Robert Reich, Laurie Capitelli and Dr. Vicki Alexander put their names collectively to an op-ed in which they argue that, while Berkeley may have passed a historic soda tax in November, the campaign has not ended for Big Soda. “Having spent over $2 million (almost $50 per voter!) during the campaign, Big Soda has embarked on a campaign to discredit Measure D even before it has a chance to take effect,” they write, citing as an example concerns expressed by soda distributors in an article published on Berkeleyside. Read the full op-ed in our Opinionator section. … Continue reading »
Nancy Rubin is chronicling the people of Berkeley and beyond with her project, Humans of Berkeley and the Bay Area, or HUBBA. Today we publish a small selection of her extensive portfolio, the fourth time we have done so. Read our interview with Rubin in which she talks about what inspired her to start the project and its philanthropic element.
A neighborhood group has sued the Federal Emergency Management Agency (FEMA) following its decision to fund fire mitigation efforts in the East Bay hills.
Earlier this month, FEMA announced its decision to grant $5.67 million to the California Office of Emergency Services, which will distribute the funds to UC Berkeley, the city of Oakland, and the East Bay Regional Parks District (EBRPD) to remove tens of thousands of eucalyptus trees in the fire-prone hills. Immediately after, the Hills Conservation Network (HCN) filed a lawsuit against FEMA in federal court.
The HCN, a small group whose members live in Claremont Canyon, one of the areas covered by the grants, objects to the plan to “clearcut” the hills’ eucalyptus trees. … Continue reading »
The sun peeked through the clouds early this morning creating a dramatic rainbow that appeared to plunge into the bay, perhaps leaving its treasure there?
At least four readers thought it was precious enough to photograph, and they shared their images with us before 8 a.m. (After this post was published, several more readers sent us their rainbow photos and we have added them to the collection.) … Continue reading »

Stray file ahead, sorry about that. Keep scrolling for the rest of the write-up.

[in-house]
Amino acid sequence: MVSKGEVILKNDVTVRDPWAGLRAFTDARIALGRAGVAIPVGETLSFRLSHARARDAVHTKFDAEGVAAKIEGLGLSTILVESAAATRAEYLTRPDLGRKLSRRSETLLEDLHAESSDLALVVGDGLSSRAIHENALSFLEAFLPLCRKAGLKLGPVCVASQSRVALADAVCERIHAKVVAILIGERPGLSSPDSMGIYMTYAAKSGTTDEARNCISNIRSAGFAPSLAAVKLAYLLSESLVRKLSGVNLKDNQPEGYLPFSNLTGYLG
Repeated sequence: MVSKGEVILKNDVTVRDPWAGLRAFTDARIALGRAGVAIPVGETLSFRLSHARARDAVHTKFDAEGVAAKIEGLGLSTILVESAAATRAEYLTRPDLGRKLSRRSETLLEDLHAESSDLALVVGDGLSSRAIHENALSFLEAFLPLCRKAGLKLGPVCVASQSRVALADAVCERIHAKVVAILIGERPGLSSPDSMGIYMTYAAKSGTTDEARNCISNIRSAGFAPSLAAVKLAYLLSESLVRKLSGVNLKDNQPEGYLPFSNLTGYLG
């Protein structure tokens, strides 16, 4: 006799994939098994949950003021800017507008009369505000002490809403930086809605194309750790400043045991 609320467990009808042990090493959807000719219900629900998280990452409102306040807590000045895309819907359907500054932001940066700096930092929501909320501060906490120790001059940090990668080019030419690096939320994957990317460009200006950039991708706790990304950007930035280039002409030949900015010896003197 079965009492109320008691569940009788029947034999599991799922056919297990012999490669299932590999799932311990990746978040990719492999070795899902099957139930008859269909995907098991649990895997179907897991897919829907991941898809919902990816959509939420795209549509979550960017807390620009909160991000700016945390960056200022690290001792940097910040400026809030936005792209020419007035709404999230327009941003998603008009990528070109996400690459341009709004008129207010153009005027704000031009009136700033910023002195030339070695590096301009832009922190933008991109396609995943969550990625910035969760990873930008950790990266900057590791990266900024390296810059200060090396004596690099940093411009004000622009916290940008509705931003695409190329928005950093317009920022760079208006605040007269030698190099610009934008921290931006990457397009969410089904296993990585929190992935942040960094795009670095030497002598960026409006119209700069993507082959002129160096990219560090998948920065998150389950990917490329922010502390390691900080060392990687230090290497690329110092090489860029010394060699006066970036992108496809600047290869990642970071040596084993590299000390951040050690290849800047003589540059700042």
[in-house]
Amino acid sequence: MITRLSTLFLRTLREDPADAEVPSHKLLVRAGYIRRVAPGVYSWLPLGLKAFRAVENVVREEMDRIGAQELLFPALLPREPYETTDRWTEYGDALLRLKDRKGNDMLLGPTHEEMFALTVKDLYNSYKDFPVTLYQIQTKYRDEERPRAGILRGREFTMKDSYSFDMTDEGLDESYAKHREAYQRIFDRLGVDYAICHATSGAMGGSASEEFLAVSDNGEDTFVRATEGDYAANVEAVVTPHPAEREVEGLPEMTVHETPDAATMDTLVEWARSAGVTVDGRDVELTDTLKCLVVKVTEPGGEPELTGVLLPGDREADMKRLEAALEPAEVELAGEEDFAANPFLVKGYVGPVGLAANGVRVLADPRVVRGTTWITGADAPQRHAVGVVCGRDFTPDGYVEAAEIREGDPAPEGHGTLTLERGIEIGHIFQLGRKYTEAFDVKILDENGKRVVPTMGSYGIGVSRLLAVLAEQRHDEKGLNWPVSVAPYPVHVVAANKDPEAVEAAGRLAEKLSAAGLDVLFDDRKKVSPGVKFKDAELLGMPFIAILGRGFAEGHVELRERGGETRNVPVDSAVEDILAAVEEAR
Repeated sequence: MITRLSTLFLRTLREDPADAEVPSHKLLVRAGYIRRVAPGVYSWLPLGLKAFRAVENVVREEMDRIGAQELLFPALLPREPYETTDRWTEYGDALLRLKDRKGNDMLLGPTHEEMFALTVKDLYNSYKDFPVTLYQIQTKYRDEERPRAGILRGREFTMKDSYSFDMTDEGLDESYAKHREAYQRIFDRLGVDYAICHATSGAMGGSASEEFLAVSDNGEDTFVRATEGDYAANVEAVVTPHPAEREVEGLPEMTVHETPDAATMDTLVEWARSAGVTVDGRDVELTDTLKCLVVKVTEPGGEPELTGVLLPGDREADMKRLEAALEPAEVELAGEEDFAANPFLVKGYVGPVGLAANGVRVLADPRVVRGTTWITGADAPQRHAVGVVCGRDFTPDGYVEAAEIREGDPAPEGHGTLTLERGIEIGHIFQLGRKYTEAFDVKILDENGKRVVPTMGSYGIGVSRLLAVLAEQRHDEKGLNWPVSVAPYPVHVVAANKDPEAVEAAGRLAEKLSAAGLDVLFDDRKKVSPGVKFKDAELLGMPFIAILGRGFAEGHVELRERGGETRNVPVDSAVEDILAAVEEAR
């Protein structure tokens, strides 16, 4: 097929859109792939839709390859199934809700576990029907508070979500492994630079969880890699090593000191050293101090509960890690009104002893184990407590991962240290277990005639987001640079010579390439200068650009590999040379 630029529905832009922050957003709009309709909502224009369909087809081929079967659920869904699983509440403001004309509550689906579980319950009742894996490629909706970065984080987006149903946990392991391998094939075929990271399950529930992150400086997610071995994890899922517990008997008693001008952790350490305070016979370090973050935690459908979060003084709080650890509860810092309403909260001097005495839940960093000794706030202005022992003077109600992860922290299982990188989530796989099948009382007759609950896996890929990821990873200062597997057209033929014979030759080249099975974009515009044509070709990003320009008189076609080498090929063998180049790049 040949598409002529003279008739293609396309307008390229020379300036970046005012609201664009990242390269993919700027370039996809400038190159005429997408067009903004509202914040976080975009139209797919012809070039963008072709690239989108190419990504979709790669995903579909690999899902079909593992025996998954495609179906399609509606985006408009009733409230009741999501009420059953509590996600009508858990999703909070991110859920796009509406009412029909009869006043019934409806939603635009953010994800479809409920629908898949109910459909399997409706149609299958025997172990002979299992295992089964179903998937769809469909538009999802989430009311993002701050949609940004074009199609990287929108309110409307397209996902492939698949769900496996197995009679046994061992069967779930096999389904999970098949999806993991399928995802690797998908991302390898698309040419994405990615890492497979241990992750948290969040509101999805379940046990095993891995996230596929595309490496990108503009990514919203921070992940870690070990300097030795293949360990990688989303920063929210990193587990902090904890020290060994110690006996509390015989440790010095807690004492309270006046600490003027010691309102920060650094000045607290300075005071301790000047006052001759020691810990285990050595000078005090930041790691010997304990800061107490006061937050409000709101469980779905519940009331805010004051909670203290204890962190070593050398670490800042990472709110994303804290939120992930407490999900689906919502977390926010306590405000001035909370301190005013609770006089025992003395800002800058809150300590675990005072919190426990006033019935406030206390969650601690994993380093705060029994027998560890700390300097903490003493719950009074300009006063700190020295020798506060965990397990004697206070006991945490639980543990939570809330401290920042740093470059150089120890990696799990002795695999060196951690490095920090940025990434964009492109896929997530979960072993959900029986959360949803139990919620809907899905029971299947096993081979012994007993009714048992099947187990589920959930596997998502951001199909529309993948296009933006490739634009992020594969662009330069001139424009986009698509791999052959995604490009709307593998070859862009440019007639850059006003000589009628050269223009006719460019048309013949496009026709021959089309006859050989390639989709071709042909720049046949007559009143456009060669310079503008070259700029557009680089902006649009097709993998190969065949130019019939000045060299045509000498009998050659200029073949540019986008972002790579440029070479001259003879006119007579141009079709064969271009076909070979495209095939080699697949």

Carol Ann Berry, the first woman to work patrol for the Berkeley Police Department, passed away at home surrounded by her loving family on March 7, 2015. She was 66.
Carol, a beloved wife, mother, and grandmother, received her education in Oakland public schools, graduating from Castlemont High School. Carol received her BA from Cal State East Bay. Shortly after high school, Carol met Glenn Berry, the love of her life. He caught her eye because he was driving a turquoise and cream 1955 Chevrolet hardtop convertible. They married in May 1970 and welcomed two sons to their family, Erick and Bryan.
Read the full obituary for Carol Berry in Berkeleyside’s Obituaries section. And feel free to leave your messages of condolence and memories of Carol in the Comments section there. … Continue reading »
After we published the story of a novel note to a newspaper thief earlier today, things began to fall into place.
We now know that the note, signed “Richard” and placed outside Skylight & Sun on Blake Street in Berkeley, was written by the owner of that business, Richard Nagler, who also happens to be an accomplished photographer whose work has been featured on Berkeleyside.
Nagler tells us the carefully crafted note — which has drawn widespread admiration from both passers-by on Blake and those who saw it on Berkeleyside — has, in fact, had an impact.
Nagler’s copy of the Wall Street Journal has been on his doorstep ever since the thief read the note.
How do we know he read the note? Because, just as Nagler’s surveillance video captured the thief taking the newspaper ever since he installed it March 9, it also caught him looking at the note.
“The perp read the note carefully (we have him on video) but I’m afraid he has yet to take me up on my proposal,” said Nagler on Thursday — referring to his offer to let the man take the paper and read it, on condition he returned it in “a relatively crisp state with no coffee stains.”
“I have gotten the WSJ every day since the note went up,” Nagler said.
It turns out Nagler hasn’t been seeing much of his subscription copy of the Wall Street Journal for more than a decade — yes, that long. … Continue reading »
A woman on a walk along the beach in Berkeley with her dog on Thursday came across two decapitated chickens, two skinned mammal legs with cloven hooves, and several dead shorebirds.
Susi Jensen, a Berkeley writer, said it isn’t unusual to see a dead carcass on the beach. But she described the number and kind of animal parts she saw Thursday morning as “unexpected.”
“The shoreline is imperfect, but we enjoy it for what it is,” she said. “This time it was a little grosser than normal.”
Jensen was walking her golden retriever, Luna, on the beach along the San Francisco Bay Trail. The trail runs along West Frontage Road between University and Ashby avenues in Berkeley and continues into Emeryville. … Continue reading »